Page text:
(intro to next Halakha: *Mavui* and *Hatzer*. In the times of
the Gemara, residences usually opened up into common courtyards -
a courtyard is a Hatzer. Several Hatzerot opened up into one
Mavui - sort of an alleyway. There are legal relationships,
liabilities and obligations between the residents of one Hatzer
towards each other, as there are between the many residents of
7. If a resident of the *mavui* wanted to teach - even a resident
of the *hatzer* - his neighbors cannot prevent him. Similarly, if
someone opens up a school next door to a teacher, in order to
attract other students or [even] to attract the first teacher's
students, [the first teacher] cannot prevent him, as it says:
*Hashem hafetz lma'an tzidqo, yagdil Torah v'ya'dir* - "God
desires His righteousness, to magnify Torah and glorify
it"(Yeshayahu [Isaiah] 42:21).
Q1: What claims might the residents of the *mavui* or *hatzer*
YE: There are, essentially, two separate but connected issues
here: *m'cha'at b'nei mavui* - "zoning"; and *yored l'umnato shel
havero* - business encroachment.
The first is clearly laid out in the Mishna in Bava Bathra (20b)
- basically, residents of a *mavui* have the right to prevent one
of their neighbors from opening up the type of business which
will bring a lot of people into the mavui - or which will create
an abundance of noise. (see MT, Hilkhot Shekhenim 6:8) If a
given profession which includes noisy work was already there,
they have foregone their right of protest regarding that
profession. On the other hand, they can, at any time, complain
because of the noise of customers entering the mavui. This
protest, which is also codified in Hilkhot Shekhenim 6:11-12,
does not apply to Torah teachers (i.e. the residents have no
right of protest that the sound of the children studying bothers
them and that they cannot sleep on its account). See answer to
Q2 below for the rationale.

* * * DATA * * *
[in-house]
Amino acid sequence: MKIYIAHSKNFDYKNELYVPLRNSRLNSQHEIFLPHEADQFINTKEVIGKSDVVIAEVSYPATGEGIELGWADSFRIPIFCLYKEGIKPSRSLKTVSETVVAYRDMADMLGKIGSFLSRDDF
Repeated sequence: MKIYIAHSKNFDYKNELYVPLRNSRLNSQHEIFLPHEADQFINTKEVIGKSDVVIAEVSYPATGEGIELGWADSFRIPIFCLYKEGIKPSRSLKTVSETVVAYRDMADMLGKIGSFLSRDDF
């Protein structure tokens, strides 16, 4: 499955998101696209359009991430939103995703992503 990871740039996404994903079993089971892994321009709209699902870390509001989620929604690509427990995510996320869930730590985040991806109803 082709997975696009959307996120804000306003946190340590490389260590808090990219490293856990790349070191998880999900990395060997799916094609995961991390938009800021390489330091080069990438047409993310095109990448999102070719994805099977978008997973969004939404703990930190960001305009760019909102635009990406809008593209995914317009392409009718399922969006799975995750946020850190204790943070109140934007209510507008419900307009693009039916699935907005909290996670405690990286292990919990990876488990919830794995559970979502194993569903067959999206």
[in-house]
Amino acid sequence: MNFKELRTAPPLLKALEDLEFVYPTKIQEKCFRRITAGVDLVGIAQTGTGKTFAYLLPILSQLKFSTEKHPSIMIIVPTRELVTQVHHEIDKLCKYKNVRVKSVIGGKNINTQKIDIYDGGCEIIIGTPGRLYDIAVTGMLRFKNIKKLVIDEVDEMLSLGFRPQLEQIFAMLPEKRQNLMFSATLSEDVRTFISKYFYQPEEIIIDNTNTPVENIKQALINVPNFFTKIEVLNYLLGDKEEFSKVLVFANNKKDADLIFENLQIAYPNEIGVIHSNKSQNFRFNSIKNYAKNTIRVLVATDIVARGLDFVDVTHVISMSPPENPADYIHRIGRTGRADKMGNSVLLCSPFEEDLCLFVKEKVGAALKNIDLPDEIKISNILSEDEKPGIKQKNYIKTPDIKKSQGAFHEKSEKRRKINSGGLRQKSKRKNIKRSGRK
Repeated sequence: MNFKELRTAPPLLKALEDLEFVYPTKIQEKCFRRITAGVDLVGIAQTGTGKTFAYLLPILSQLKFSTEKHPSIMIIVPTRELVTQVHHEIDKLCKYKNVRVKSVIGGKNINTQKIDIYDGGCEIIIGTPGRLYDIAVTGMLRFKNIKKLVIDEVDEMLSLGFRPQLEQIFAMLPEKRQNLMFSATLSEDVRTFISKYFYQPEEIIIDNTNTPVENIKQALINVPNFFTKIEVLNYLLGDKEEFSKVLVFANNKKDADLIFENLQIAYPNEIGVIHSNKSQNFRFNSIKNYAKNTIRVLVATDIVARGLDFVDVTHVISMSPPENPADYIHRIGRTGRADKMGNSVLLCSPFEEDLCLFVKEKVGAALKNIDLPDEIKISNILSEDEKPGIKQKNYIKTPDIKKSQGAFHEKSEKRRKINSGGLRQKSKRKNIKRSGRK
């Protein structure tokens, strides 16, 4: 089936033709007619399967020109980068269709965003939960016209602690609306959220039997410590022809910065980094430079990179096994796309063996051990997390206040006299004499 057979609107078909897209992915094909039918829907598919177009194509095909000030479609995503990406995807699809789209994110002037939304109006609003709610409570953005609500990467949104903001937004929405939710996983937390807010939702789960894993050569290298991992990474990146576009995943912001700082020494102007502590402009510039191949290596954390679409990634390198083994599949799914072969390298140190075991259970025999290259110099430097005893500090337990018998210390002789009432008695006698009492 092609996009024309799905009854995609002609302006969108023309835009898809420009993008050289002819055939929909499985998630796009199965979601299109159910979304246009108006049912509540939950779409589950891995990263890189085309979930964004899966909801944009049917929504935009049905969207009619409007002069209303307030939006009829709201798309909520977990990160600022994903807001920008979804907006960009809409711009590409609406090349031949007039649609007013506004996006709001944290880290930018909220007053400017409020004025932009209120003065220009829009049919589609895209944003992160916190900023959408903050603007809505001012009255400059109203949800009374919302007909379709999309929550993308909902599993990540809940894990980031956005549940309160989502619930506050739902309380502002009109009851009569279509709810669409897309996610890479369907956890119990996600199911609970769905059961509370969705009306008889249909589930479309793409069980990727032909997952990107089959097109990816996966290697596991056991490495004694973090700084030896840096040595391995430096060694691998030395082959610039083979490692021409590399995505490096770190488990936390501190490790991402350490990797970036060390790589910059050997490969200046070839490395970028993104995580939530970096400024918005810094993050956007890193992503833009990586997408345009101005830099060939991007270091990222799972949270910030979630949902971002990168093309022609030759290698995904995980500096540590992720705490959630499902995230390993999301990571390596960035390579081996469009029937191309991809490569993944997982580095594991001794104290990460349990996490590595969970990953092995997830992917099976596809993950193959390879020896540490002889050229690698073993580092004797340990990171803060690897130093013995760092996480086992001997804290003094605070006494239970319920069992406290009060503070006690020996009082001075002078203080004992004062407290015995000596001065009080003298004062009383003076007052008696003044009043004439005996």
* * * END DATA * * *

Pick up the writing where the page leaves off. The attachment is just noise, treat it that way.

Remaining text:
See response to Q3 for discussion of the second issue, *yored
l'umnato shel havero* (business encroachment).
Q2: If these claims are normally valid claims (such as their
ability to prevent him from opening a certain kind of shop etc.),
why do they fail here? If they are not normally valid, what is R
teaching us here?
YE: As indicated, they are normally valid claims. The simplest
explanation for the exception of Torah studies is that since the
Rabbis (R. Yehoshua b. Gamla) mandated the establishment of
schools in every city, noone can protest its proximity. This may
add to our understanding of the legislative reach of this
ordinance - it doesn't just affect parents, children and public
funds, it also affects "zoning" issues. In Hilkhot Shekhenim
6:12, R seems to compare the "right" of anyone to set up school
in the mavui to the "right" of an artisan to stay put, even if
the neighbors complain about the noise of his hammering, since he
had been there for a while and they didn't protest. That
comparison is odd, unless we explain as follows: Just as you lose
your right to protest when the artisan has been working there for
a significant time, similarly you never had a right of protest
against the Torah-teaching, since that was mandated.
Q3: Why is the second teacher allowed to "set up shop" next to
the first teacher? Isn't this a violation of *hassagat g'vul*
(encroachement on another's business zone)?
JF: *Kol hamarbeh harai zeh mshubach* - "The more you learn the
better". This quote, originally from the Passover Hagadah may be
the answer to why a teacher can "open up shop" so to speak, right
next to another teacher.
YE: The actual Halakhic problem was misrepresented in the
question - the term used by the Rishonim is *yored l'umnato shel
havero* - encroaching on your fellow's business.
What is a bit strange about R's formulation is his source-text.
The Gemara (Bava Bathra 21b-22a) makes the following statement:
"R. Huna said: a resident of a mavui who sets up a mill (Rashi:
to mill and sell), and his neighbor comes and sets up a mill next
to his, by rights he can protest and prevent him from setting up,
saying 'you are hurting my livelihood'...R. Yosef said: R. Huna
agrees that in the case of a Torah teacher, he [the first
teacher] has no right of prevention, as was taught: *Kin'at
soferim tarbeh hokhmah* - (jealousy among teachers increases
R, instead of using this "competition is healthy" argument,
quotes the verse from Yeshaya 42. Perhaps his reasoning is as
If the only reason for permitting the new teacher to set up shop
were "healthy competition", that argument could be advanced for
any profession or business. Why do we only utilize it here?
Because, against the negative of business encroachment, there is
a Divine interest, if you will, in the teacher excelling. No
such interest exists (or at least, with such intensity) in any
other business. Therefore, we put aside the concern about
encroachment - which will, as in any other field, lead to
competition - because God Himself is, as it were, interested
that the practitioners of this field excel as much as possible.
Therefore, R quotes the verse which indicates God's interest in
the growth and glory of Torah. (There may even be a hint at the
beginning of the verse *l'maan tzidqo* - on behalf of His
righteousness - as if the normal terms of righteousness are
somewhat suspended or redefined here.)